Being young(ish) and living in college towns among people who tend toward the less lucrative college degrees, a high percentage of my friends would make good case studies for a Quarterlife Crisis reality show. To be blunt, I don't know many people who are terribly successful, financial or otherwise (and I certainly am not either). Let me put it this way: it's the kind of social group in which having health insurance is a cause for great envy. Even my friends and acquaintances who are gainfully employed in something more rewarding than the service industry live with a lot of anxiety and the sense that the world is crumbling around them. Basically, I have a very large social circle spanning most of the country and I can honestly say (anec-data!) that most people I know are at least somewhat depressed. To be in one's 20s and 30s today is to be overwhelmed by debt, overworked and underpaid (or not working at all), and constantly second-guessing every choice that led to this outcome. It's a biased sample, but not totally unrepresentative of the problems facing people in this age bracket.
The explanations for this are numerous and we could spend weeks discussing them all; everything from parenting techniques to macroeconomics to technological advances is relevant to understanding the predicament of the first generation of Americans to do worse than its parents. One specific explanation that has been very interesting to me lately is the psychology of indecision and the consequences of making too many choices among too many options. It doesn't matter that many of these choices are of minor importance – Where should we go for dinner tonight? Am I eating too much wheat gluten? Which toothpaste is right for me? – because the psychological cost is a function of volume as well as intensity. And there are reams of research providing evidence that it leads to depression, anxiety, lack of focus, and other problems.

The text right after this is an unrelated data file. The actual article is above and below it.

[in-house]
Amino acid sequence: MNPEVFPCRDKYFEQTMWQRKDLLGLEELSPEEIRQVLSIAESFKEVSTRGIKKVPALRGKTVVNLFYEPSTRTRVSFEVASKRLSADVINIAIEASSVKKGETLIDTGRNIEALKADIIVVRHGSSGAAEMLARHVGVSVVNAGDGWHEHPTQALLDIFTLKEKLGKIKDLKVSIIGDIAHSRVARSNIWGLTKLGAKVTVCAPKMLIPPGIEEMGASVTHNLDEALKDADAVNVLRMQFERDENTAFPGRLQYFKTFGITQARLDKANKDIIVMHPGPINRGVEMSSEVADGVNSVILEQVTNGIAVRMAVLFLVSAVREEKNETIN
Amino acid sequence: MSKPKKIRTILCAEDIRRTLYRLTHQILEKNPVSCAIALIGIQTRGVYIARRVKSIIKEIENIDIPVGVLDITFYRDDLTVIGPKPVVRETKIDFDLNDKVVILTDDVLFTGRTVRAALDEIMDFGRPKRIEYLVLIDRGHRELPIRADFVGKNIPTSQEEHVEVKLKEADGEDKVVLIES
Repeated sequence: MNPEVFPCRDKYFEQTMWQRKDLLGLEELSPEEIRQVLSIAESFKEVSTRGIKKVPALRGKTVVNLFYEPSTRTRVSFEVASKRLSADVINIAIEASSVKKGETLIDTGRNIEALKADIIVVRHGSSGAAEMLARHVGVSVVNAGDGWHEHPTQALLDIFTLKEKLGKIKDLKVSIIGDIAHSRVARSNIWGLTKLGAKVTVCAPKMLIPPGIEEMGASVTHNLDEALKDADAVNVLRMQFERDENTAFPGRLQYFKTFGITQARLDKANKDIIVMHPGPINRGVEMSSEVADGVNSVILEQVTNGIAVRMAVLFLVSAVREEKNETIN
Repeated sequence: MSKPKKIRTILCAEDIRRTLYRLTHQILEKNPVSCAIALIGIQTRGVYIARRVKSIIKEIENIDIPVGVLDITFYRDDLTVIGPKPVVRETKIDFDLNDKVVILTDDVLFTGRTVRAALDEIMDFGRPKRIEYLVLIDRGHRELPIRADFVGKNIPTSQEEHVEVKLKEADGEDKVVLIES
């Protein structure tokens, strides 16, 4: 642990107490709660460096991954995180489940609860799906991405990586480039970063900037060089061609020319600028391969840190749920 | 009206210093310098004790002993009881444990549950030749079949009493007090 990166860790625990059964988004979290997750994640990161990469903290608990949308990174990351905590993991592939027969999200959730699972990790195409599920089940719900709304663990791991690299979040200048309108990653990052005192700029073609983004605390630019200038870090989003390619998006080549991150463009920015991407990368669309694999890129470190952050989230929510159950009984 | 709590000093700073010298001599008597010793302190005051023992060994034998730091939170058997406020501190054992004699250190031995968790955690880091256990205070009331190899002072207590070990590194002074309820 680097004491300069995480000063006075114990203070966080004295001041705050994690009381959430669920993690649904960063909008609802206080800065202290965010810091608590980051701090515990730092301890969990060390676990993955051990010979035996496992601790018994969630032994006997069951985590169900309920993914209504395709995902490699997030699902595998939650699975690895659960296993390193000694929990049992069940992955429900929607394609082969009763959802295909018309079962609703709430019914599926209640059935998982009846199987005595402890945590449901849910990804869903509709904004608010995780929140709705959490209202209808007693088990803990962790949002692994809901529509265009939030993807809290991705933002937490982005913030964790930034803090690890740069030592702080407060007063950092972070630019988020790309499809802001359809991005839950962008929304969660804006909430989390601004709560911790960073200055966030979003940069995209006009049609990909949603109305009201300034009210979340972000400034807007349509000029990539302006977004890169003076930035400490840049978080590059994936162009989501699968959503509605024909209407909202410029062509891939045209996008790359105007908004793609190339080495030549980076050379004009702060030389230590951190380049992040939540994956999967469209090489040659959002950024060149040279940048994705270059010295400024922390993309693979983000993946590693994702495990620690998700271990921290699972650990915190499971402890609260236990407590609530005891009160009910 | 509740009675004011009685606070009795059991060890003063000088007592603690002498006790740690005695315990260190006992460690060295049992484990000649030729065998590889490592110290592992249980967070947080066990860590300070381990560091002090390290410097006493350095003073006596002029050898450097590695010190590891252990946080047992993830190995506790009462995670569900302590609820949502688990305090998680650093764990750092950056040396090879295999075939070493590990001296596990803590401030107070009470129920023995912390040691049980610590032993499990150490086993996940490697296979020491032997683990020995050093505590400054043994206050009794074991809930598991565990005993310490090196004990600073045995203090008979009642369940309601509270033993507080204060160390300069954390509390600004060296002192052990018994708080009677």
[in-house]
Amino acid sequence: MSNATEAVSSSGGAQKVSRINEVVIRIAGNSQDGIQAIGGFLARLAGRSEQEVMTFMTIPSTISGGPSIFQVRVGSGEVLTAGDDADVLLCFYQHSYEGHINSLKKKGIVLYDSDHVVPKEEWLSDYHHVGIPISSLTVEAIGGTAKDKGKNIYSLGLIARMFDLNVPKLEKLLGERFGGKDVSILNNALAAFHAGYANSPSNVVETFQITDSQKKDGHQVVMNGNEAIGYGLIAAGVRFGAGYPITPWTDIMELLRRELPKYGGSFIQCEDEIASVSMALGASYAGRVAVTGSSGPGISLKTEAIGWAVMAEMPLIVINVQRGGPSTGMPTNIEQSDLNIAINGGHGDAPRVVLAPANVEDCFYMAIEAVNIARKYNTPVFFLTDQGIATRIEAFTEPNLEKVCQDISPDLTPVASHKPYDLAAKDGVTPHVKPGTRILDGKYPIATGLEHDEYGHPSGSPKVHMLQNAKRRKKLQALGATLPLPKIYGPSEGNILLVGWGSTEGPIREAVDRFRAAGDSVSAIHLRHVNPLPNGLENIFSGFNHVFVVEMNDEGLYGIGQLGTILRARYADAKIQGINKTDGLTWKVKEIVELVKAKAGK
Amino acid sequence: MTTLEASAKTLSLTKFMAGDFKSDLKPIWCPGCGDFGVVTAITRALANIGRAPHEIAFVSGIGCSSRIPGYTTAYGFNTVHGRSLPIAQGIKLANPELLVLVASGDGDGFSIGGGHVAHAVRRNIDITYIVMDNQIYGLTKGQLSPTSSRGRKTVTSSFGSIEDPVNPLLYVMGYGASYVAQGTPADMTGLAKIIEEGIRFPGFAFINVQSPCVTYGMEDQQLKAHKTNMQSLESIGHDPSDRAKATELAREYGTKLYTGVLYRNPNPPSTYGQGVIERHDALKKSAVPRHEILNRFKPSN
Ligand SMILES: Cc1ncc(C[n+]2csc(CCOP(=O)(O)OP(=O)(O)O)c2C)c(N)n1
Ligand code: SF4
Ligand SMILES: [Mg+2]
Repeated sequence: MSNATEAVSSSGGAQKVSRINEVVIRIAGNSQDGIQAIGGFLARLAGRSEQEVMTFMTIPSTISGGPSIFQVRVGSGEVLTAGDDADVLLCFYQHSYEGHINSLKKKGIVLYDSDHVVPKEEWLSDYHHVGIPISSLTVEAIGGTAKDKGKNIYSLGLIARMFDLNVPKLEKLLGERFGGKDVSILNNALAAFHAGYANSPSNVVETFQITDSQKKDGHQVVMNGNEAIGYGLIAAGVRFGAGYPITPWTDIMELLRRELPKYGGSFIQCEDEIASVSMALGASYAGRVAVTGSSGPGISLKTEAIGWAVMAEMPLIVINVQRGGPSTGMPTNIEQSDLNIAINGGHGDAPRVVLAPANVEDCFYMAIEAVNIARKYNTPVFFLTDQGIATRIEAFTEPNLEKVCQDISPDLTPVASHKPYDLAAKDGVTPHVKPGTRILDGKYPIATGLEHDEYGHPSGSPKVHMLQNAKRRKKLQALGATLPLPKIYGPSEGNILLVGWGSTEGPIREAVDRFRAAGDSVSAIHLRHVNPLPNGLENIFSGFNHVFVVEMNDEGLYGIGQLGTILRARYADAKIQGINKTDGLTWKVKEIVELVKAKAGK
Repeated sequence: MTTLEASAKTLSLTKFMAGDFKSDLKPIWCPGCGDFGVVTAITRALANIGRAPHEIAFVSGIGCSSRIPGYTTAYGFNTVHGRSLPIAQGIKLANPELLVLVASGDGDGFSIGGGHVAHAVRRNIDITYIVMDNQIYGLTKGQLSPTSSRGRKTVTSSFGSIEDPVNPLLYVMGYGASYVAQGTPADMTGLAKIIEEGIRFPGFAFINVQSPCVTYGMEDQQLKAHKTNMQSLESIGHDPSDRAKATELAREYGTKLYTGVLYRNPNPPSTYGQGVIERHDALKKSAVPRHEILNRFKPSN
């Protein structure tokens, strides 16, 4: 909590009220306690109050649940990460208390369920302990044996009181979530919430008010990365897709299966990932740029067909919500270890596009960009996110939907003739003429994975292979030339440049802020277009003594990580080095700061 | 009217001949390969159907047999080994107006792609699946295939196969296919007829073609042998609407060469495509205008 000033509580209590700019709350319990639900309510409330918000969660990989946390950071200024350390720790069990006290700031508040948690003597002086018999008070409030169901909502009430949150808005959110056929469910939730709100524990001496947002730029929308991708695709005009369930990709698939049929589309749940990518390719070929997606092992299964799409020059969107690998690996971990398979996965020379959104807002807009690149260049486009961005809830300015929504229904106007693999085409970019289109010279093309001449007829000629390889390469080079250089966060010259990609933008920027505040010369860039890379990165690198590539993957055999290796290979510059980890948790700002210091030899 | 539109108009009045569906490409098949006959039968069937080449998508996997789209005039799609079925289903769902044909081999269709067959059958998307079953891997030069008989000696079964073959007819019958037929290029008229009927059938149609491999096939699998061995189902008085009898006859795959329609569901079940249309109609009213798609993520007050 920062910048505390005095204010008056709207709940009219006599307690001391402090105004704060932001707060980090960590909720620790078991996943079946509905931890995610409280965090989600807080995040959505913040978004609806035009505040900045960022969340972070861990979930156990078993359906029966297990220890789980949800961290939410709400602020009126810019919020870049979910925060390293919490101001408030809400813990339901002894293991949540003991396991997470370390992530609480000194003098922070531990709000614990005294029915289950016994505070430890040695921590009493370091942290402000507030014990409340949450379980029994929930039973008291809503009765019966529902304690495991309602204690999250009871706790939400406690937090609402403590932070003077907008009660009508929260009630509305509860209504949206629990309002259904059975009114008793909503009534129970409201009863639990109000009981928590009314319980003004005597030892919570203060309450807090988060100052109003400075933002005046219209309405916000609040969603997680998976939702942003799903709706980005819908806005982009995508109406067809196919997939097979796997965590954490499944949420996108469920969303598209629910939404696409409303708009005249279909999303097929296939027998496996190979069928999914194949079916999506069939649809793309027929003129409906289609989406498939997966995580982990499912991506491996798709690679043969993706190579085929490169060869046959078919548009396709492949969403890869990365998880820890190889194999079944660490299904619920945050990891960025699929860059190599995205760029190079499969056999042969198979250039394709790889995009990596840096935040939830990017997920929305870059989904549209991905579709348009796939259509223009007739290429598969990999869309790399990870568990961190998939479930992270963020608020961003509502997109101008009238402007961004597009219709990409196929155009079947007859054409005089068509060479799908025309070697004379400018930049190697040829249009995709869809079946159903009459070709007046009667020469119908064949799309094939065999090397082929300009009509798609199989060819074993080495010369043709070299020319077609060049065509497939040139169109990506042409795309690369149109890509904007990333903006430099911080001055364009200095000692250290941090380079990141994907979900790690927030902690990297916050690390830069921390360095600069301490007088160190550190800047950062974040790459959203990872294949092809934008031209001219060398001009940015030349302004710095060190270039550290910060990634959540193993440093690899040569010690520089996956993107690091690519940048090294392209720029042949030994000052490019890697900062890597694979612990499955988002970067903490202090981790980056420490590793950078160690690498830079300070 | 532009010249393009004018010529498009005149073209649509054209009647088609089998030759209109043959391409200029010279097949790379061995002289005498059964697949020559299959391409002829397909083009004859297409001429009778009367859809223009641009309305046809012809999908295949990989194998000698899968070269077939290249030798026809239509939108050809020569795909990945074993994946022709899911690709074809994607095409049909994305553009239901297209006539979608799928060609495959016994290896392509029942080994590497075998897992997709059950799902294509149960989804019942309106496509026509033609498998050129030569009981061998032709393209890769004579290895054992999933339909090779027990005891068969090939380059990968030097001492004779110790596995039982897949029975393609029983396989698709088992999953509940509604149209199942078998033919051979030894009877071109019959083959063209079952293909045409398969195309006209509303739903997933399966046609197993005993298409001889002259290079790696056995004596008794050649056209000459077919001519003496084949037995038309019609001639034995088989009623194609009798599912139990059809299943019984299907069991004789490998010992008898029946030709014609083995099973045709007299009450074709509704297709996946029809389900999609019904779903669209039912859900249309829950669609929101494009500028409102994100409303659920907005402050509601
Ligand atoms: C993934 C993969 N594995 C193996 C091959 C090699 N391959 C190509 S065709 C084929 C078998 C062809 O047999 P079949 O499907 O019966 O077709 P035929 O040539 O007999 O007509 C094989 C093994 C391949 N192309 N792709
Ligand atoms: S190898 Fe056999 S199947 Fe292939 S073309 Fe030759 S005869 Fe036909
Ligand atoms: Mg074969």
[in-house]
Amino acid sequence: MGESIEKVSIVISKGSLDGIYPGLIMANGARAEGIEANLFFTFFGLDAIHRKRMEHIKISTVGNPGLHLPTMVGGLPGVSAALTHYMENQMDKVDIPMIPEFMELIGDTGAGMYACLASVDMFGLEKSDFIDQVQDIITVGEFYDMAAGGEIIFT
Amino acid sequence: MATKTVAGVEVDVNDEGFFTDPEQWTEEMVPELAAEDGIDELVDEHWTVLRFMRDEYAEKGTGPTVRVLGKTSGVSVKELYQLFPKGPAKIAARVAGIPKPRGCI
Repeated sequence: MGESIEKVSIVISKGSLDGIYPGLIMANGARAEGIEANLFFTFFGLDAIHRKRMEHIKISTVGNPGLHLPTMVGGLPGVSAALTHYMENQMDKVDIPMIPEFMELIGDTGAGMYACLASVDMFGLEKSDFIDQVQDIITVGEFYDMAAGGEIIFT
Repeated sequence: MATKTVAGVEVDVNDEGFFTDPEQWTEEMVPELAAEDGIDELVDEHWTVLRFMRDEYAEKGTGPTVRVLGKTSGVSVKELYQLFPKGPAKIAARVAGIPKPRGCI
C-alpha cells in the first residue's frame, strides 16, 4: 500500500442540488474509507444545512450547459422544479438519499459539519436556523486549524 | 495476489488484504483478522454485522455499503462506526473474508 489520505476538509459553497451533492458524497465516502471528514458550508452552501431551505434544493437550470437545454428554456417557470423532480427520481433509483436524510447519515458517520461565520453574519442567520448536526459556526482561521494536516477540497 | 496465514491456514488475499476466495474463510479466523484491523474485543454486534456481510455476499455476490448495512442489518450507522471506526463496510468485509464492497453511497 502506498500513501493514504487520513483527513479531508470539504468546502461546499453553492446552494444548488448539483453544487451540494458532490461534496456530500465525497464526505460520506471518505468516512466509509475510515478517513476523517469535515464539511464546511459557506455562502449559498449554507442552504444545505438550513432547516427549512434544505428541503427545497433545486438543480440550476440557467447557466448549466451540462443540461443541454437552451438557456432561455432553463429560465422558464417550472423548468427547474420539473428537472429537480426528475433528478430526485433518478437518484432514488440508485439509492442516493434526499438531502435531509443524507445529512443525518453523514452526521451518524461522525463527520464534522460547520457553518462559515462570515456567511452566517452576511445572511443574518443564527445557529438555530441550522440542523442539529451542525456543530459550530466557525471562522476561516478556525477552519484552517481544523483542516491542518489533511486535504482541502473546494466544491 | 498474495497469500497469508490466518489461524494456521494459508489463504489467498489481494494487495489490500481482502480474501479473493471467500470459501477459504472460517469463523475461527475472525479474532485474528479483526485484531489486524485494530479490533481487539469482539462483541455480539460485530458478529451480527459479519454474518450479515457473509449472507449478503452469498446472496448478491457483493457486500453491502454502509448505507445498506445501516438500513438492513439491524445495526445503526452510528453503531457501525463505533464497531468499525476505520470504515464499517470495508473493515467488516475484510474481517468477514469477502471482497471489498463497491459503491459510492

The toothpaste aisle is my favorite example of this phenomenon. The next time you are in the Box Store or whatnot, stop and take a look at it. I mean, really look at it. There are, what, 75-100 different kinds of toothpaste? Maybe more. God only knows what the difference among them could be. There are dozens of flavors (all essentially identical but with creative naming variations on "mint") and all kinds of pseudoscience claiming different benefits as a marketing angle. The truth, of course, is that you can probably grab any tube of toothpaste approved for sale in the U.S. and, provided it's used regularly, reap exactly the same rewards. Your teeth will be clean and your breath will smell half-decent. But there's something about the experience that is paralyzing; we always worry, "Am I buying the right one? Which one is the best value for the money?" And then we worry about the consequences of choosing the wrong one (70s commercial voiceover guy haunts your dreams: "Gingiviiiiiitissss….")
The problem is not simply that we have trouble choosing from a large number of options, but that we A) are made to fret endlessly about the consequences of the "wrong" choices – How is your kid going to get into Harvard if you don't pick the right diapers? – and B) the choice often provides very little benefit for the cost. What do 100 kinds of shampoo or 50 different TVs get us? It gets us propaganda about how we live in the Greatest Bastion of Freedom in the history of the world. Try getting the TV you want in Soviet Russia! Everyone gets the same TV there…if they're lucky!
This was somewhat rambling, and for that I apologize. But this has been on my mind quite often lately, and the social, political, and economic ramifications are pretty clear. More choices in more areas are more likely to make us feel depressed, indecisive, and anxious than to make us feel fulfilled, happy, or successful. Sometimes I think it would be just great if the toothpaste aisle consisted of a single plain white box labeled "TOOTHPASTE." Would any of us really be worse off in that case?